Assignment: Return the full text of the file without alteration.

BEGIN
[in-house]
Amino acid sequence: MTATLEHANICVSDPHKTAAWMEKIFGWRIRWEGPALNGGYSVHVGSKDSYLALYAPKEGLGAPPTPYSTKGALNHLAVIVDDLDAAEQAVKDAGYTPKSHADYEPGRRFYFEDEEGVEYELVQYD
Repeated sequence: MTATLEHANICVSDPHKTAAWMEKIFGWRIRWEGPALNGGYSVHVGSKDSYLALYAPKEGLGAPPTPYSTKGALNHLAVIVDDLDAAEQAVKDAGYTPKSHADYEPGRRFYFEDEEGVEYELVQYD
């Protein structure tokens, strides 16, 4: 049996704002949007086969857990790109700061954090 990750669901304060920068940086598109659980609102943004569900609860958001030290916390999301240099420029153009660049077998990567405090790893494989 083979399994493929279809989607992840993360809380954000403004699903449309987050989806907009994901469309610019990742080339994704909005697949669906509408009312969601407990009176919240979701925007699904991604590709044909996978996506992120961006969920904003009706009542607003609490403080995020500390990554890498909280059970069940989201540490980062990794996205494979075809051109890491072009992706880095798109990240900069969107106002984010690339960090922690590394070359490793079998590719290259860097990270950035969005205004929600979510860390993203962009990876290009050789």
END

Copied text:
[in-house]
Amino acid sequence: MTATLEHANICVSDPHKTAAWMEKIFGWRIRWEGPALNGGYSVHVGSKDSYLALYAPKEGLGAPPTPYSTKGALNHLAVIVDDLDAAEQAVKDAGYTPKSHADYEPGRRFYFEDEEGVEYELVQYD
Repeated sequence: MTATLEHANICVSDPHKTAAWMEKIFGWRIRWEGPALNGGYSVHVGSKDSYLALYAPKEGLGAPPTPYSTKGALNHLAVIVDDLDAAEQAVKDAGYTPKSHADYEPGRRFYFEDEEGVEYELVQYD
């Protein structure tokens, strides 16, 4: 049996704002949007086969857990790109700061954090 990750669901304060920068940086598109659980609102943004569900609860958001030290916390999301240099420029153009660049077998990567405090790893494989 083979399994493929279809989607992840993360809380954000403004699903449309987050989806907009994901469309610019990742080339994704909005697949669906509408009312969601407990009176919240979701925007699904991604590709044909996978996506992120961006969920904003009706009542607003609490403080995020500390990554890498909280059970069940989201540490980062990794996205494979075809051109890491072009992706880095798109990240900069969107106002984010690339960090922690590394070359490793079998590719290259860097990270950035969005205004929600979510860390993203962009990876290009050789």